ROME: Italy's health ministry on Saturday said tests carried out on Nestle beef products seized this week had shown they did not contain horsemeat.
"There was no trace of equine DNA in the cooked and frozen minced beef that was seized from Nestle on Feb.21," the ministry said in a statement.
"The meat will therefore be returned," it added.
Nestle, the world's biggest food company, on Monday said it was withdrawing two types of pasta meal from supermarket shelves in Italy and Spain due to contamination that did not constitute a health risk.
Italian police on Thursday seized 26 tonnes of beef from Nestle.
In a separate development on Saturday France's president said that he wanted to see proper labelling of meat in ready-made meals to avert a repeat of the scandal over horsemeat being passed off as beef.
"I want there to eventually be mandatory labels on the meat contained in prepared meals," Francois Hollande said while visiting an agricultural show in Paris.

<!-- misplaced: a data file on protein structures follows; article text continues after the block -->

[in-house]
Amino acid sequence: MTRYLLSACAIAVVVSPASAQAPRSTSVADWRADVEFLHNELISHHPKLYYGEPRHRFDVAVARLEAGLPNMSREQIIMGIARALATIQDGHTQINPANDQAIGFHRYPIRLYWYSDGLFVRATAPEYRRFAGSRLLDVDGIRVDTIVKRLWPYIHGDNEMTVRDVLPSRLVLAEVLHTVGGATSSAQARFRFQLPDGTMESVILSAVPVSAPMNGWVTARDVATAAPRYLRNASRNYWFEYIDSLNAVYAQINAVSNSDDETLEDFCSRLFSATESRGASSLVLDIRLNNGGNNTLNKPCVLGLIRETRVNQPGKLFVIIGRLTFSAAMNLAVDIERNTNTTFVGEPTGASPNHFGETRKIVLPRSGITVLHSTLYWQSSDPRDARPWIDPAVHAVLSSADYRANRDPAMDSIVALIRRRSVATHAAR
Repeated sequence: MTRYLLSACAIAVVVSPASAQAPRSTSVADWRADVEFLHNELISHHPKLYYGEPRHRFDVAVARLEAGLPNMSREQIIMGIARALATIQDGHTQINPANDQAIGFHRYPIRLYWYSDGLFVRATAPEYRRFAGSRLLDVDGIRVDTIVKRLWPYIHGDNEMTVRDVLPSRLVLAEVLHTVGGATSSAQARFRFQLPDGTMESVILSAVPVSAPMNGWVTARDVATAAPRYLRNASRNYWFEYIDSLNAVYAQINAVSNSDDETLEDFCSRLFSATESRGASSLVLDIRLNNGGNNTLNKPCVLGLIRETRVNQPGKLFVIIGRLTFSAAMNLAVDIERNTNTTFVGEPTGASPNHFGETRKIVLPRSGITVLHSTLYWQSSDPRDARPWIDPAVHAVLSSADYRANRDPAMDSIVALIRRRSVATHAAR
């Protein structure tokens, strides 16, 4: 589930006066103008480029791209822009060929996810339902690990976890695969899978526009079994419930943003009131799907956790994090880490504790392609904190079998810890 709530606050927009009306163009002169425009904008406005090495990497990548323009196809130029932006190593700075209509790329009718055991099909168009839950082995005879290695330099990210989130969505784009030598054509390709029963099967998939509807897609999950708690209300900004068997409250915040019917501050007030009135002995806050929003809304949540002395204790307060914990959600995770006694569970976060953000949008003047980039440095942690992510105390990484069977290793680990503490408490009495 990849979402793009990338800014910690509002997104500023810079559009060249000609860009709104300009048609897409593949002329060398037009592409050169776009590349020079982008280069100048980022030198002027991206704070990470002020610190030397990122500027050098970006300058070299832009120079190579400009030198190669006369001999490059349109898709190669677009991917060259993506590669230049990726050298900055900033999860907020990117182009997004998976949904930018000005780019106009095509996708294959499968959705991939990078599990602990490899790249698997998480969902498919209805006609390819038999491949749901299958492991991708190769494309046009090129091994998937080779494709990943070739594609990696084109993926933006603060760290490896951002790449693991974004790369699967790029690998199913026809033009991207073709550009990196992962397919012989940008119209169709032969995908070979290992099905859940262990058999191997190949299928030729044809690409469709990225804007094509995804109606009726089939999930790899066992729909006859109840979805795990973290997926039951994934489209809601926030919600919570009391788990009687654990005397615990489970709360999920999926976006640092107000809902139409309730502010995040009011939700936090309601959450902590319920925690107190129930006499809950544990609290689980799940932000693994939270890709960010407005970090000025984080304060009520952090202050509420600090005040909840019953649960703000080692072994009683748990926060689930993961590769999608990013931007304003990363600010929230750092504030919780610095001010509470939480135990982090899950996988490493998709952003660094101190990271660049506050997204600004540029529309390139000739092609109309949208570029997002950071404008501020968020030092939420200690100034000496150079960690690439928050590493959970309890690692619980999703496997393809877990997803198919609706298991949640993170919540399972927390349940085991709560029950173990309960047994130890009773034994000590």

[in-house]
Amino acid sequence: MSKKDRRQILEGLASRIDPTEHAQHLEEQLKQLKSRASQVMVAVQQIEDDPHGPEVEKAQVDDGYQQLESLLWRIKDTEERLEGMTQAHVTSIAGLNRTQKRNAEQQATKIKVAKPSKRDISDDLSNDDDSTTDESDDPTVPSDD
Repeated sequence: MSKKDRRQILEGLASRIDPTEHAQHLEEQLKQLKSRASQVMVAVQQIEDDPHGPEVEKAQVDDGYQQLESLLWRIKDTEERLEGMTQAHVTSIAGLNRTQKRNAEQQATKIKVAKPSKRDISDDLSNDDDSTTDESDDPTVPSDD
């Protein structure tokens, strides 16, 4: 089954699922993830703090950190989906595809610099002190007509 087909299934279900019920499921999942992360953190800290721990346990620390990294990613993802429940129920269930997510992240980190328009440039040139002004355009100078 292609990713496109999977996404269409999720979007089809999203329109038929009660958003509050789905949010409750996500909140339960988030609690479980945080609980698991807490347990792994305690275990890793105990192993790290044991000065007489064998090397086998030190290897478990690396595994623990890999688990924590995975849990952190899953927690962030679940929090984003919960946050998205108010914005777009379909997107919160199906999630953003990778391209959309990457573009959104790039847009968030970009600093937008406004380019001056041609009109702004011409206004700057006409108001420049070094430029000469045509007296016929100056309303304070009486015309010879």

"Until then, I will support... all initiatives for voluntary labelling" so that "consumers know the origin of the products they are consuming, especially meat."
A vast food scandal erupted in Europe in January after horsemeat was initially found in so-called beef ready-made meals and burgers in Britain and Ireland.
It has since spread as far as Hong Kong.
French firm Spanghero has been at the heart of the scandal after it allegedly passed off 750 tonnes of horsemeat as beef, with the product eventually finding its way into 4.5 million "beef" products sold across Europe.